Korean leaders' meeting sparks strong reaction in Chicago

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Chicago's Korean-American community and veterans who fought in the Korean War are reacting strongly to the fast-unfolding developments. (WLS)

Although the Korean leaders met a world away, Chicago's Korean-American community and veterans who fought in the Korean War are reacting strongly to the fast-unfolding developments between the two countries.

The meeting between South Korean President Moon Jae-in and North Korean leader Kim Jong Un sparked a wide range of emotions in Chicago.

At Joong Boo Korean market, you will hear skepticism about the historic moment.

"There is no way Kim Jong Un, after living a life as a tyrant, is going to give up his dictatorship," said James Chung, a cashier at the market, which is located just off the Kennedy Expressway in Avondale.

But just a foot away from Chung was a customer with the opposite viewpoint.

"It's a dream come true," said Jung Oh, a Glenview resident who happened to be shopping. Oh said anything is possible, pointing to the reunification of Germany as an example. He said it's a difficult process, but this could be the "beginning of North and South's reunification."

On the official side, Korea's consul general in Chicago held a news conference today, hosting local religious leaders, including Rev. Jesse Jackson. Jackson talked about a possible humanitarian mission to North Korea, saying this may be the right time to strike and try to help families that have been separated for years.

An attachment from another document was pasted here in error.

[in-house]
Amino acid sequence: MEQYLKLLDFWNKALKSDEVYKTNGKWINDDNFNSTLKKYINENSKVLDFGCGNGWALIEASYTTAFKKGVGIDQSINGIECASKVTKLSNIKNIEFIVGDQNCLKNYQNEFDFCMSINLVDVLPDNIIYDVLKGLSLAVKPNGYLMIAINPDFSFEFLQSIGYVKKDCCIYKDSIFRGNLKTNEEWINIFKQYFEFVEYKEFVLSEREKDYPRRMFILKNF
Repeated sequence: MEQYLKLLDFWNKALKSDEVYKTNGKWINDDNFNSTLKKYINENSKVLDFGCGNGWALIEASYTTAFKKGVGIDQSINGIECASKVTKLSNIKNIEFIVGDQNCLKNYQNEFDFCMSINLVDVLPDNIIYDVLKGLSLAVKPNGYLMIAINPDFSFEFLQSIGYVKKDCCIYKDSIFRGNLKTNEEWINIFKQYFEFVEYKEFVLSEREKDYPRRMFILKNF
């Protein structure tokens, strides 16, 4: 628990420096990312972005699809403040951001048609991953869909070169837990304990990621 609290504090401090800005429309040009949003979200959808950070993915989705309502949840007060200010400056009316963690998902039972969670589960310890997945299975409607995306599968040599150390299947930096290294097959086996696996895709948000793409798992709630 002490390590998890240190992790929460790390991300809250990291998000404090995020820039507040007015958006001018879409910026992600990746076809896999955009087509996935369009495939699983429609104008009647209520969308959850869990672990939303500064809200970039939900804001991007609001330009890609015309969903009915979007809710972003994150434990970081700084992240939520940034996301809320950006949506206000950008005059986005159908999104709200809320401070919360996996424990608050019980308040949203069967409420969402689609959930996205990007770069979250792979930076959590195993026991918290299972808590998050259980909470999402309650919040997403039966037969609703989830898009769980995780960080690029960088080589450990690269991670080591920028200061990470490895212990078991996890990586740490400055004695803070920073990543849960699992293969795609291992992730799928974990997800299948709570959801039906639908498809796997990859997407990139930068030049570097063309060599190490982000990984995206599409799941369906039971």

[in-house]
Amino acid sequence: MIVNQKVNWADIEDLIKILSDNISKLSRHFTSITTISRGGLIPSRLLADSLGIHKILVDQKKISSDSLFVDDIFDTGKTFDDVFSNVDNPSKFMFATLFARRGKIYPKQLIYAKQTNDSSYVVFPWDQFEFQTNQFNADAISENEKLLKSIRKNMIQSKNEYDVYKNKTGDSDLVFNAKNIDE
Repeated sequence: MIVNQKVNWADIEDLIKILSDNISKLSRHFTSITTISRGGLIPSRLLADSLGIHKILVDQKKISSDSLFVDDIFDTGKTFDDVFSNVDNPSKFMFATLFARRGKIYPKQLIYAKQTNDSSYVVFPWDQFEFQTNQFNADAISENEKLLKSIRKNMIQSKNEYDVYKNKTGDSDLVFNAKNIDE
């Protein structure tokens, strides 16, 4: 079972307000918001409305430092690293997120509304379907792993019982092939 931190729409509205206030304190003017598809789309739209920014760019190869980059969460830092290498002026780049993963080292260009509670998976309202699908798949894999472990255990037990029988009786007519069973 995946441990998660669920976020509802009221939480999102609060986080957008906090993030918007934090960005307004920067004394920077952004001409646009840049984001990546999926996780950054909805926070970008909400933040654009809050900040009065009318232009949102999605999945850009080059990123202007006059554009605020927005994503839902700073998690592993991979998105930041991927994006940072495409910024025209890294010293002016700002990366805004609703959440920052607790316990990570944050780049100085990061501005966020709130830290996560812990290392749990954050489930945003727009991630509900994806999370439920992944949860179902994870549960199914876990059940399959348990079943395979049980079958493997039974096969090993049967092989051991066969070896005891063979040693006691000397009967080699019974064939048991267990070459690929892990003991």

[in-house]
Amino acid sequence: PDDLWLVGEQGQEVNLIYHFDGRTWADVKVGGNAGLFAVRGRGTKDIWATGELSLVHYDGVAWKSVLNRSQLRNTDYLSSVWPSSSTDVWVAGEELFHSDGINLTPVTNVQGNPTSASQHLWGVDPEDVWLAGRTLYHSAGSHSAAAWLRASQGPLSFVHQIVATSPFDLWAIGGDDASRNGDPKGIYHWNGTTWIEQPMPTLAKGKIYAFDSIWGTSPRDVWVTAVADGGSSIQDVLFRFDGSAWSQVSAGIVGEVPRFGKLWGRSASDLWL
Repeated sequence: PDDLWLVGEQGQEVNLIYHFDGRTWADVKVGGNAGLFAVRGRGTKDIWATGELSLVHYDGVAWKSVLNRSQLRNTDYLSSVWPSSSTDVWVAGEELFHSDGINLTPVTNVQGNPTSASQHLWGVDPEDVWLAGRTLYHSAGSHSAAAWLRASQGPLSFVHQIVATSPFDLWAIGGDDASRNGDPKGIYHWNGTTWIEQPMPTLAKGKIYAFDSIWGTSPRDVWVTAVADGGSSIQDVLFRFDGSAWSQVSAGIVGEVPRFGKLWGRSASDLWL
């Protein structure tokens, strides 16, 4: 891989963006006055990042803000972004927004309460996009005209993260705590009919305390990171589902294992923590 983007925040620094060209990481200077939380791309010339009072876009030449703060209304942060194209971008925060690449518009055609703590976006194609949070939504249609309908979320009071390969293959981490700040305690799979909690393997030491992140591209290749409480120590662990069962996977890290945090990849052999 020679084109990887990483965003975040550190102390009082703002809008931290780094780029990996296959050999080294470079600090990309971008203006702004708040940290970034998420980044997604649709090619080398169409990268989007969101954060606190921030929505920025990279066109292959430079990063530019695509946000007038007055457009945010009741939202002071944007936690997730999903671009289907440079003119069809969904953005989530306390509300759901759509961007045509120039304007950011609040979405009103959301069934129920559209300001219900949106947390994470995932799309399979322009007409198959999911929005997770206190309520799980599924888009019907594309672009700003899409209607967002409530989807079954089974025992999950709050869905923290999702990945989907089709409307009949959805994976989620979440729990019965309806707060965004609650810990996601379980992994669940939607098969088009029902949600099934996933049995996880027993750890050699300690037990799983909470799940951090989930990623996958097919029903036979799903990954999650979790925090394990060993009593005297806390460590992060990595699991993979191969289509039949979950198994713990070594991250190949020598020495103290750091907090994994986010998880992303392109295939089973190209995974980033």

"What we look forward to, frankly, is the day of family reunification," Rev. Jackson said. We've had parents, and grandparents and cousins who have waited for a half century."

Right now, there is no diplomatic relationship or peace treaty between the two countries. However, after the meeting, officially ending the war is one of the top topics.

"Technically, Korea is still at war since the end of the Korean War, so we have to change this," said Jong-Kook Lee, Korea's consul general in Chicago.

The Korean War involved U.S. service members, and many are watching the latest now as they live in Chicago.

"I think it's something that should have happened a long time ago," said James Reynolds, a Korean War veteran who served in an Army heavy artillery unit.

Floyd Sales, another Korean War veteran, was wounded in the war. "Myself, I was wounded during the Korean War," said Sales, "so I have mixed emotions about the two meeting. But, like I said, I hope it works out for the best."
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politicsnorth koreasouth koreapoliticsu.s. & world
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